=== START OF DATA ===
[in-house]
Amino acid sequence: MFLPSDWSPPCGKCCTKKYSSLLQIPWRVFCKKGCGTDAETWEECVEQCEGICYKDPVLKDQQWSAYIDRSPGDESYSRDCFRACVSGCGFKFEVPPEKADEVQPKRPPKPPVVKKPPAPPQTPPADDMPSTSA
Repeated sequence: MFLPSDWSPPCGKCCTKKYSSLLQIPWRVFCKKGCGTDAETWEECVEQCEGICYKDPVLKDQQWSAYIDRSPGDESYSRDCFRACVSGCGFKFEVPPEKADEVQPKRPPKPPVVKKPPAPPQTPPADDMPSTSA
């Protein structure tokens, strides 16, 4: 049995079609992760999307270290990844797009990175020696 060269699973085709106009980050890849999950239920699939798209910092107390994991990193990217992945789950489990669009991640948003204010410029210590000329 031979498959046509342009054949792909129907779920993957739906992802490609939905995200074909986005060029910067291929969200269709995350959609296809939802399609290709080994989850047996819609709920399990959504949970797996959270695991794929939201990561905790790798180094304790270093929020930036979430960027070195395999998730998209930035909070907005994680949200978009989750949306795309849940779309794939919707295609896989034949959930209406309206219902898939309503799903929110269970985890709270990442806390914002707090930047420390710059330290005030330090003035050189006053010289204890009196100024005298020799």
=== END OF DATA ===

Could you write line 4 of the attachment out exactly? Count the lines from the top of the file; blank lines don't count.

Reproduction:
């Protein structure tokens, strides 16, 4: 049995079609992760999307270290990844797009990175020696 060269699973085709106009980050890849999950239920699939798209910092107390994991990193990217992945789950489990669009991640948003204010410029210590000329 031979498959046509342009054949792909129907779920993957739906992802490609939905995200074909986005060029910067291929969200269709995350959609296809939802399609290709080994989850047996819609709920399990959504949970797996959270695991794929939201990561905790790798180094304790270093929020930036979430960027070195395999998730998209930035909070907005994680949200978009989750949306795309849940779309794939919707295609896989034949959930209406309206219902898939309503799903929110269970985890709270990442806390914002707090930047420390710059330290005030330090003035050189006053010289204890009196100024005298020799």